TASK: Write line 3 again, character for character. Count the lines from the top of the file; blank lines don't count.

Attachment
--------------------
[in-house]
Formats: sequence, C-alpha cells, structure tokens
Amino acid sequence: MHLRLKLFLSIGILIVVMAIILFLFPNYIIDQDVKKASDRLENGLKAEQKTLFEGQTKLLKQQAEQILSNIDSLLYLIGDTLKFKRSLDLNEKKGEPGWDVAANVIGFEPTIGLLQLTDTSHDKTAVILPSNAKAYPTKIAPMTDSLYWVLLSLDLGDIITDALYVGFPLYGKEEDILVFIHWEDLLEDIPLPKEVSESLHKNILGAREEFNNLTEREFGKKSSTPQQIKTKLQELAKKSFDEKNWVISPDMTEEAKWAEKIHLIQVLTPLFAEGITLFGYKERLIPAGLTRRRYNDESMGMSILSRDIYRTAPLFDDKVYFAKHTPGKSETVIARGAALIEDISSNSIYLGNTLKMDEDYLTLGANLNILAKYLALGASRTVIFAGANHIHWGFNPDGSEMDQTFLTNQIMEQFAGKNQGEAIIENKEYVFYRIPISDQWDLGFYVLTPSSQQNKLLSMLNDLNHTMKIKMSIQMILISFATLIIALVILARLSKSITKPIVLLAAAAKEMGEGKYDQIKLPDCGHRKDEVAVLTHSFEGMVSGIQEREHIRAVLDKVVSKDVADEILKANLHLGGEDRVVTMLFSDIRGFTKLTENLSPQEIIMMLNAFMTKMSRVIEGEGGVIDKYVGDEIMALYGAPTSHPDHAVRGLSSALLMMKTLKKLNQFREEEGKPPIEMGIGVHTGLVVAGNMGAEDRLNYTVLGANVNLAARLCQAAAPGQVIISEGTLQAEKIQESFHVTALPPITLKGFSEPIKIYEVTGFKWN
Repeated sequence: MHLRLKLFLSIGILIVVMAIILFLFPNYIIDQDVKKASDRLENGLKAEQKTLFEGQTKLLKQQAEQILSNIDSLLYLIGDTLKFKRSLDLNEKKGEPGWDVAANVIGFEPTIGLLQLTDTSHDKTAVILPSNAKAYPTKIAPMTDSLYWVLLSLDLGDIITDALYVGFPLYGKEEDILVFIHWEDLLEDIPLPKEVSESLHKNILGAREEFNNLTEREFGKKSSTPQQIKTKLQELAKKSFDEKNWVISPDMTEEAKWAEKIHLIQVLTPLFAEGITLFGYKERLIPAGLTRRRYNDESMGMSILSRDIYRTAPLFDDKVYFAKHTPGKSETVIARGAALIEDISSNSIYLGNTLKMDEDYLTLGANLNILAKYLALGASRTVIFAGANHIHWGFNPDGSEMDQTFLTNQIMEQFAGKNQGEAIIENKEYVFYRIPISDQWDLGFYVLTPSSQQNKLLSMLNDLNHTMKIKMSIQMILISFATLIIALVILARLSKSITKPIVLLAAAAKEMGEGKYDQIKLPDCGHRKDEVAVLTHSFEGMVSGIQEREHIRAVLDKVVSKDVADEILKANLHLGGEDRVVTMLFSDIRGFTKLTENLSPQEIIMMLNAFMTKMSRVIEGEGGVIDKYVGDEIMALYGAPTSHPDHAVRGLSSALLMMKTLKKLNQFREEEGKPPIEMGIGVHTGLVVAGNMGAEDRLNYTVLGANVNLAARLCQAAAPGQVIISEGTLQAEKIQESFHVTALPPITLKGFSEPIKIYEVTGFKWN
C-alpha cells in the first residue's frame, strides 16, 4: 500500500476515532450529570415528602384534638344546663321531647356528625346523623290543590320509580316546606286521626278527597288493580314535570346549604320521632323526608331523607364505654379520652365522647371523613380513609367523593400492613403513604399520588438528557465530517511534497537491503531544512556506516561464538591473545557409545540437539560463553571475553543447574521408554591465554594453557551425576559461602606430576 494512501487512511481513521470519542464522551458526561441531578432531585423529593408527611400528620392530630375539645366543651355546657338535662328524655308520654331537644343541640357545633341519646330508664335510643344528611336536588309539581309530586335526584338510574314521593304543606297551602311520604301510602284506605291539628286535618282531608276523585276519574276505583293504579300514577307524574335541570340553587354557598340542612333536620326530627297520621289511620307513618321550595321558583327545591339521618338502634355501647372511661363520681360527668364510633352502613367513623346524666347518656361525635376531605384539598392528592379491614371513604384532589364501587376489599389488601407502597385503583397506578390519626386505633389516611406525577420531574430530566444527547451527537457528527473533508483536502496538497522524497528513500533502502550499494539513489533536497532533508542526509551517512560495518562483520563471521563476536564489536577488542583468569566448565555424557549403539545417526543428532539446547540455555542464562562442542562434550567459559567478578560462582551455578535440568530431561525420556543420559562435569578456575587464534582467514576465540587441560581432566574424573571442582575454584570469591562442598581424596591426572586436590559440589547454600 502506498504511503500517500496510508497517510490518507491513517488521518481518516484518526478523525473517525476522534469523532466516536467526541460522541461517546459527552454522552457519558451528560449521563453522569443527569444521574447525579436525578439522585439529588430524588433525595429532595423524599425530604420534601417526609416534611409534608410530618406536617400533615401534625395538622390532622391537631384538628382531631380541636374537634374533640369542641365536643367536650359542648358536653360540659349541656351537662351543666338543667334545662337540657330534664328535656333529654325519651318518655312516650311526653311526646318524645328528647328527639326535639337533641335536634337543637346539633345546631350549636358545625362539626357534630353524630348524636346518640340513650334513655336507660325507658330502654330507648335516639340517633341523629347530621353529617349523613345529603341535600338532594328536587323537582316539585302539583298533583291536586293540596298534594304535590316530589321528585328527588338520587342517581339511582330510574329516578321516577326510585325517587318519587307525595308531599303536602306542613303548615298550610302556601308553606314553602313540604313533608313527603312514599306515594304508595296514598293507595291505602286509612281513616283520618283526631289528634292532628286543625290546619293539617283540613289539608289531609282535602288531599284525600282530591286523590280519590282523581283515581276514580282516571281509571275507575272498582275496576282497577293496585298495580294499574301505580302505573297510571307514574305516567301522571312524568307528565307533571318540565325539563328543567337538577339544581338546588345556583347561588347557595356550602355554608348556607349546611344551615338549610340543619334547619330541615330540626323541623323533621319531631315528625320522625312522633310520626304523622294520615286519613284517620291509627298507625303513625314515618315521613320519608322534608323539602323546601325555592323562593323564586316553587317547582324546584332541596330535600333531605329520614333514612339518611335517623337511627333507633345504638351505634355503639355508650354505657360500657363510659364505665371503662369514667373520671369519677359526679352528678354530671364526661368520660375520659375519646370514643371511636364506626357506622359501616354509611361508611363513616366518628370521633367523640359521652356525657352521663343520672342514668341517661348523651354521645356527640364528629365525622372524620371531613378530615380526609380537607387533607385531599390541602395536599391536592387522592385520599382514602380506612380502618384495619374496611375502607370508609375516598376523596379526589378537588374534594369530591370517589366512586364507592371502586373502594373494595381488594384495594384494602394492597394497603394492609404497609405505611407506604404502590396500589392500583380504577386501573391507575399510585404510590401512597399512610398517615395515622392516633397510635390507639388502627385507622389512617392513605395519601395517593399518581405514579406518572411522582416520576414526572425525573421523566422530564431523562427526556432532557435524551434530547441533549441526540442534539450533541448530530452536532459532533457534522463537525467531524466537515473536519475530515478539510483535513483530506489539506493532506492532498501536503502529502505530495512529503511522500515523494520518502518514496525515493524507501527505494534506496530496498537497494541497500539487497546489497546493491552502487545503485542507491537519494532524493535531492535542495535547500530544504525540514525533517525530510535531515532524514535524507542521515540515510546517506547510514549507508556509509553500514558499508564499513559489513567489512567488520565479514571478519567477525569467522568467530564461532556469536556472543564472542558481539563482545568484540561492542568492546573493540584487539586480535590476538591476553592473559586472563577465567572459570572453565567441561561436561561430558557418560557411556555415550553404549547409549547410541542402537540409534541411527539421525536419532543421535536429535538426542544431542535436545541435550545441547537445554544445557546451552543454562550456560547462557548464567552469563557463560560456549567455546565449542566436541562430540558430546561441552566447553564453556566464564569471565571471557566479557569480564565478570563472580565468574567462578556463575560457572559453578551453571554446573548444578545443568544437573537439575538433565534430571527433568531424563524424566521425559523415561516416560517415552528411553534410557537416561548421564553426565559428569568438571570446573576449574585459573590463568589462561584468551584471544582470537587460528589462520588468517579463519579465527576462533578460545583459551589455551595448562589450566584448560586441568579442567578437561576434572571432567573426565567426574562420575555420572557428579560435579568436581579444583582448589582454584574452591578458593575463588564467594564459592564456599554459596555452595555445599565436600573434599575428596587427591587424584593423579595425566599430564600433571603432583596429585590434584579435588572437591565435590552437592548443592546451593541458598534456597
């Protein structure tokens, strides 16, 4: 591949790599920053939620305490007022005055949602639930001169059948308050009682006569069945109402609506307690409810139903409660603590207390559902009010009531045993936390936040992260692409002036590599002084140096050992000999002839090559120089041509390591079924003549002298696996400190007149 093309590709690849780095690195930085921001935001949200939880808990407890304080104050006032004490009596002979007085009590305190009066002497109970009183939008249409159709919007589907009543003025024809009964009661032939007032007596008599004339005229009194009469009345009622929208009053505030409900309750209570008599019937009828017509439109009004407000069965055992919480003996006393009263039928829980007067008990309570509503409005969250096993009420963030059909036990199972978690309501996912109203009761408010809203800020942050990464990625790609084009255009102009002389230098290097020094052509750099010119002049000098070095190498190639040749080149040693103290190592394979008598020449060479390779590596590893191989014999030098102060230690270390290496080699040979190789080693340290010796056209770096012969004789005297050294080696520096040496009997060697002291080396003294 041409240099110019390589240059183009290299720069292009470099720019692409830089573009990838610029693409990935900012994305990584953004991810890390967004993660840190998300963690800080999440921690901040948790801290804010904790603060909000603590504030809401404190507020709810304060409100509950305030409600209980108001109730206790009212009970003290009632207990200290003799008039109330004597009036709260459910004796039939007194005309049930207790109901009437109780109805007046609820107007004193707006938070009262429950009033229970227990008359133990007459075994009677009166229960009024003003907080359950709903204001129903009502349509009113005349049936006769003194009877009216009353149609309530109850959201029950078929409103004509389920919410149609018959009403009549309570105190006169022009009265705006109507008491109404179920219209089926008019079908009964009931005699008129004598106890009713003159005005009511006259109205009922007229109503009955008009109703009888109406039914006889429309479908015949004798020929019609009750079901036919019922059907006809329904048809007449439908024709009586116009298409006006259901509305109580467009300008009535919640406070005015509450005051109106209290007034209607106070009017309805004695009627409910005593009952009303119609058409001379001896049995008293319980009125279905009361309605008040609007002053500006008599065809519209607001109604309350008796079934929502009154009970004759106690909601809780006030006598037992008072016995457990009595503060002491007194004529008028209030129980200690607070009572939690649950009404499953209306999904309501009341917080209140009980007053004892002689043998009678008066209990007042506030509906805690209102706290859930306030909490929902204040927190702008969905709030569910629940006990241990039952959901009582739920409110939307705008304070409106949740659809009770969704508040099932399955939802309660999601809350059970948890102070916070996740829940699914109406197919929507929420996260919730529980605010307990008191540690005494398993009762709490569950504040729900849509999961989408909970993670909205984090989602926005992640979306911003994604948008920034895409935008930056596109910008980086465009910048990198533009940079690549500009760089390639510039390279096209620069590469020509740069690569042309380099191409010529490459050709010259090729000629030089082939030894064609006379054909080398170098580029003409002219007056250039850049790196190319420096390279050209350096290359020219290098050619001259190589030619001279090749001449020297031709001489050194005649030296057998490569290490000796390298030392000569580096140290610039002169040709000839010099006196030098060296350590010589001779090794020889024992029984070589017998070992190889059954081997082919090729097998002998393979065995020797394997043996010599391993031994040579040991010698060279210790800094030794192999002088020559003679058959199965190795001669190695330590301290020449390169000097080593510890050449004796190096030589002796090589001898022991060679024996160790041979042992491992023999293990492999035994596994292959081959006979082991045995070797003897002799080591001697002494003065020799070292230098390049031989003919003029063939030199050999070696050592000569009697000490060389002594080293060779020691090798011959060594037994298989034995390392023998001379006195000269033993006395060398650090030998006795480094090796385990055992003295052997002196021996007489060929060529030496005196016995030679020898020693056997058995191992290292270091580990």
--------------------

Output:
Amino acid sequence: MHLRLKLFLSIGILIVVMAIILFLFPNYIIDQDVKKASDRLENGLKAEQKTLFEGQTKLLKQQAEQILSNIDSLLYLIGDTLKFKRSLDLNEKKGEPGWDVAANVIGFEPTIGLLQLTDTSHDKTAVILPSNAKAYPTKIAPMTDSLYWVLLSLDLGDIITDALYVGFPLYGKEEDILVFIHWEDLLEDIPLPKEVSESLHKNILGAREEFNNLTEREFGKKSSTPQQIKTKLQELAKKSFDEKNWVISPDMTEEAKWAEKIHLIQVLTPLFAEGITLFGYKERLIPAGLTRRRYNDESMGMSILSRDIYRTAPLFDDKVYFAKHTPGKSETVIARGAALIEDISSNSIYLGNTLKMDEDYLTLGANLNILAKYLALGASRTVIFAGANHIHWGFNPDGSEMDQTFLTNQIMEQFAGKNQGEAIIENKEYVFYRIPISDQWDLGFYVLTPSSQQNKLLSMLNDLNHTMKIKMSIQMILISFATLIIALVILARLSKSITKPIVLLAAAAKEMGEGKYDQIKLPDCGHRKDEVAVLTHSFEGMVSGIQEREHIRAVLDKVVSKDVADEILKANLHLGGEDRVVTMLFSDIRGFTKLTENLSPQEIIMMLNAFMTKMSRVIEGEGGVIDKYVGDEIMALYGAPTSHPDHAVRGLSSALLMMKTLKKLNQFREEEGKPPIEMGIGVHTGLVVAGNMGAEDRLNYTVLGANVNLAARLCQAAAPGQVIISEGTLQAEKIQESFHVTALPPITLKGFSEPIKIYEVTGFKWN